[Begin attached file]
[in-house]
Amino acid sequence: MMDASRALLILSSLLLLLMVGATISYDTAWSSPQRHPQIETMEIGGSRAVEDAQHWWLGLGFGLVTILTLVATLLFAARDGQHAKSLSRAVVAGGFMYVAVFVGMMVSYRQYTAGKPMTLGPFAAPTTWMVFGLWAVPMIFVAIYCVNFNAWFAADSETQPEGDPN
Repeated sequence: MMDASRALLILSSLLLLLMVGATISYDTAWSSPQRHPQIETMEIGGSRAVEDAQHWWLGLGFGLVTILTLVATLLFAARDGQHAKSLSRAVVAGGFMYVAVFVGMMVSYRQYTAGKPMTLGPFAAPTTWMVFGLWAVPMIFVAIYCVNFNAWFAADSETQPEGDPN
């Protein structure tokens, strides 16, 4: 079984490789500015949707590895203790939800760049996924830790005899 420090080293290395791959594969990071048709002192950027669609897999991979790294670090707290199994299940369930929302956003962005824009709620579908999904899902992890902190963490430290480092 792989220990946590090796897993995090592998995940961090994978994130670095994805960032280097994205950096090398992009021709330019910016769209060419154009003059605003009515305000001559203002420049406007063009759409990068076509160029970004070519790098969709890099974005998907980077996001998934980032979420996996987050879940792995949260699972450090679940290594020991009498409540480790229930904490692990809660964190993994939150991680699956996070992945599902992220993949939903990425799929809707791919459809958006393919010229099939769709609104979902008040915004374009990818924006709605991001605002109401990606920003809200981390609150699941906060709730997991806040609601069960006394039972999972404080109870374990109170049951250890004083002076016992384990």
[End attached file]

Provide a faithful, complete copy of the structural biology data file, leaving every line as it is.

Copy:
[in-house]
Amino acid sequence: MMDASRALLILSSLLLLLMVGATISYDTAWSSPQRHPQIETMEIGGSRAVEDAQHWWLGLGFGLVTILTLVATLLFAARDGQHAKSLSRAVVAGGFMYVAVFVGMMVSYRQYTAGKPMTLGPFAAPTTWMVFGLWAVPMIFVAIYCVNFNAWFAADSETQPEGDPN
Repeated sequence: MMDASRALLILSSLLLLLMVGATISYDTAWSSPQRHPQIETMEIGGSRAVEDAQHWWLGLGFGLVTILTLVATLLFAARDGQHAKSLSRAVVAGGFMYVAVFVGMMVSYRQYTAGKPMTLGPFAAPTTWMVFGLWAVPMIFVAIYCVNFNAWFAADSETQPEGDPN
């Protein structure tokens, strides 16, 4: 079984490789500015949707590895203790939800760049996924830790005899 420090080293290395791959594969990071048709002192950027669609897999991979790294670090707290199994299940369930929302956003962005824009709620579908999904899902992890902190963490430290480092 792989220990946590090796897993995090592998995940961090994978994130670095994805960032280097994205950096090398992009021709330019910016769209060419154009003059605003009515305000001559203002420049406007063009759409990068076509160029970004070519790098969709890099974005998907980077996001998934980032979420996996987050879940792995949260699972450090679940290594020991009498409540480790229930904490692990809660964190993994939150991680699956996070992945599902992220993949939903990425799929809707791919459809958006393919010229099939769709609104979902008040915004374009990818924006709605991001605002109401990606920003809200981390609150699941906060709730997991806040609601069960006394039972999972404080109870374990109170049951250890004083002076016992384990």